Creating high-performance JavaScript APIs using Rust

• 6 minutes to read

WasmEdge brings together Rust’s performance and JavaScript’s ease of use

In my previous article, I discussed how to embed JavaScript code into a Rust program. However, for JavaScript developers, the need is often the opposite – to incorporate Rust functions into JavaScript APIs. That enables developers to write programs in “pure JavaScript” and yet still take advantage of the high performance Rust functions. With the WasmEdge Runtime, you can do exactly that.

Next, let’s look into several examples. Check out the wasmedge-quickjs Github repo and change to the examples/embed_js folder to follow along.

$ git clone https://github.com/second-state/wasmedge-quickjs
$ cd examples/embed_js

You must have Rust and WasmEdge installed to build and run the examples in this article.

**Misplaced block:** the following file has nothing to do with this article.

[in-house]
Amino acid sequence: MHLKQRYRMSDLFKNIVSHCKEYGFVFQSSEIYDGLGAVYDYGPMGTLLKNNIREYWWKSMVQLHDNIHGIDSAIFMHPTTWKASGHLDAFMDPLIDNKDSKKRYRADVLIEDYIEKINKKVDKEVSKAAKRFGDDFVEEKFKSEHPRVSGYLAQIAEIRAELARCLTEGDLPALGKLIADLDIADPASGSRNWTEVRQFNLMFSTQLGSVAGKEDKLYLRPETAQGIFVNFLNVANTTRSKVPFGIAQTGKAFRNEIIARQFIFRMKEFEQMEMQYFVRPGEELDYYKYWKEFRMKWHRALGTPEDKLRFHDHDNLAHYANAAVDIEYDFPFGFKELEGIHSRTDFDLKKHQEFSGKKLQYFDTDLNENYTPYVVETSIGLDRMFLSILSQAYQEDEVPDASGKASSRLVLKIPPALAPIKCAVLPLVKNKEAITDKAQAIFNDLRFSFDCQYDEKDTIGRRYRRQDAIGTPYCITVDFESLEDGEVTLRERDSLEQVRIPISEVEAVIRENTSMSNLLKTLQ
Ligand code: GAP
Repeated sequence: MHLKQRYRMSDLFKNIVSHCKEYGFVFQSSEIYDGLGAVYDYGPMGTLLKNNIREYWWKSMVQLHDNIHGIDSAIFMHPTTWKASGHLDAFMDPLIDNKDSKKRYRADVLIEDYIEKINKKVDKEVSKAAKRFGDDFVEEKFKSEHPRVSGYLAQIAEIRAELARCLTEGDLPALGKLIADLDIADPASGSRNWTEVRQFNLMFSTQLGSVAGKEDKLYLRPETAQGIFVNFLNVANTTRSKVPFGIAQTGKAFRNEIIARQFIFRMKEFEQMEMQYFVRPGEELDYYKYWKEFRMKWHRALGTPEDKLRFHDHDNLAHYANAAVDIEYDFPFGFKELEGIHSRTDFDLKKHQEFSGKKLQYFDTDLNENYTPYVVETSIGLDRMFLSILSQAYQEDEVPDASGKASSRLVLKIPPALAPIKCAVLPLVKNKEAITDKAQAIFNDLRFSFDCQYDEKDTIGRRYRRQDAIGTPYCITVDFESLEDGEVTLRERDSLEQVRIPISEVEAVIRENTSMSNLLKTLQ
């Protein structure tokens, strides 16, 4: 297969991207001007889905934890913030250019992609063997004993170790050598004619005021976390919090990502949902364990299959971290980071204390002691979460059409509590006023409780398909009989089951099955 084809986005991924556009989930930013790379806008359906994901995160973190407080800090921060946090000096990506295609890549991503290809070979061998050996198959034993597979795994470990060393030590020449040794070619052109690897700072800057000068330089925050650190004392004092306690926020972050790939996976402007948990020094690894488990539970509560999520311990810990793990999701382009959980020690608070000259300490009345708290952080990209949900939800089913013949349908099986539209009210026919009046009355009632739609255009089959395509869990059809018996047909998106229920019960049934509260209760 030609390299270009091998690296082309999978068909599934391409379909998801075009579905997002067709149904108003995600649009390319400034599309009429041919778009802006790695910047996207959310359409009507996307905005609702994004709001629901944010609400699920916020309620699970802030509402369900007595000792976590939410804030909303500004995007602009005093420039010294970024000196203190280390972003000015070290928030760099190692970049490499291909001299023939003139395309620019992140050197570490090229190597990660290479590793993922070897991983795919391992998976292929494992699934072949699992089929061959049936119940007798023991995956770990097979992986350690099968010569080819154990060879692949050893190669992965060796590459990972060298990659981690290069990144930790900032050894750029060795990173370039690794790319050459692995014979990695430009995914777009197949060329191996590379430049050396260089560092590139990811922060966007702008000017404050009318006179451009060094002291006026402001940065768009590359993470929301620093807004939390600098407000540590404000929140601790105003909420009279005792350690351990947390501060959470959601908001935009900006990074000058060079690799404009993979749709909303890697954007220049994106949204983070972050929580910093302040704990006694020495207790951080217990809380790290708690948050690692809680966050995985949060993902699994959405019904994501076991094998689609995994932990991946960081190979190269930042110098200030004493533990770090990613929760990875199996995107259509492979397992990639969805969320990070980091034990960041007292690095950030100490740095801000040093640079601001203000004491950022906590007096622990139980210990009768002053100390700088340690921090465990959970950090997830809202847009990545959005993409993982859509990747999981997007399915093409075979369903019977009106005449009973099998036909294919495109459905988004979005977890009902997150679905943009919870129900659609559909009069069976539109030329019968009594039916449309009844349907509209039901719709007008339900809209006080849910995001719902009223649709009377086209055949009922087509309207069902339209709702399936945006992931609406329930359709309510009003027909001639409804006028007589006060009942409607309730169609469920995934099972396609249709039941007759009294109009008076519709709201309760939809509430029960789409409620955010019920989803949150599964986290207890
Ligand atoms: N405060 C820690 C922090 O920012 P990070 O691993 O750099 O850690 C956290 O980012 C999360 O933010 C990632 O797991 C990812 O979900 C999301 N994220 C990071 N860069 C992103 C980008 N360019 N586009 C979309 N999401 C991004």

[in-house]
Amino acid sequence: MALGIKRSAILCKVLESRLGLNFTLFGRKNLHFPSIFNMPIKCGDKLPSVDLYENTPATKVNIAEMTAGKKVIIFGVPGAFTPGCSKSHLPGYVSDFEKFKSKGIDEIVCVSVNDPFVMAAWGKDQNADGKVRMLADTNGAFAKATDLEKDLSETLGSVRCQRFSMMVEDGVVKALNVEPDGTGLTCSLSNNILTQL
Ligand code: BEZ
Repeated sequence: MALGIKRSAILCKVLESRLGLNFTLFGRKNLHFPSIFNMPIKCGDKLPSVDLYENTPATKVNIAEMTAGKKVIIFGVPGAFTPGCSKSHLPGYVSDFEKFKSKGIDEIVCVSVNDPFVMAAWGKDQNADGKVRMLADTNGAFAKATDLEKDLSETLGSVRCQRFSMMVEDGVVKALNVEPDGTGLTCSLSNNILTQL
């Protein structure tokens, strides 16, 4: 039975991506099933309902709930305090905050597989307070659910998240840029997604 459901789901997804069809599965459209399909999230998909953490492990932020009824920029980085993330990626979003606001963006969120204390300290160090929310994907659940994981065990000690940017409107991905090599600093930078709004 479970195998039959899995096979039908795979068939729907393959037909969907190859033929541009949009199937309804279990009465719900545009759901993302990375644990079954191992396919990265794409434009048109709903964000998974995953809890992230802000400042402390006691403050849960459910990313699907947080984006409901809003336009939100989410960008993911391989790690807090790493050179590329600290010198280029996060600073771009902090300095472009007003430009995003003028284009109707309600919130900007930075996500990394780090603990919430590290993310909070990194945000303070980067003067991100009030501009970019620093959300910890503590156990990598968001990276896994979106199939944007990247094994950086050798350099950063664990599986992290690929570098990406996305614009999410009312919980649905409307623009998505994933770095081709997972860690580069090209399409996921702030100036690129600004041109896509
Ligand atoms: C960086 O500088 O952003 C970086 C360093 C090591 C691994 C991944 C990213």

The embed_js demo showcases several different examples on how to embed JavaScript inside Rust. You can build and run all the examples as follows.

$ cargo build --target wasm32-wasi --release
$ wasmedge --dir .:. target/wasm32-wasi/release/embed_js.wasm

Create a JavaScript function API

The following code snippet defines a Rust function that can be incorporate into the JavaScript interpreter as an API.

fn run_rust_function(ctx: &mut Context) {

    struct HelloFn;
    impl JsFn for HelloFn {
        fn call(_ctx: &mut Context, _this_val: JsValue, argv: &[JsValue]) -> JsValue {
            println!("hello from rust");
            println!("argv={:?}", argv);
            JsValue::UnDefined
        }
    }
    
    ...
}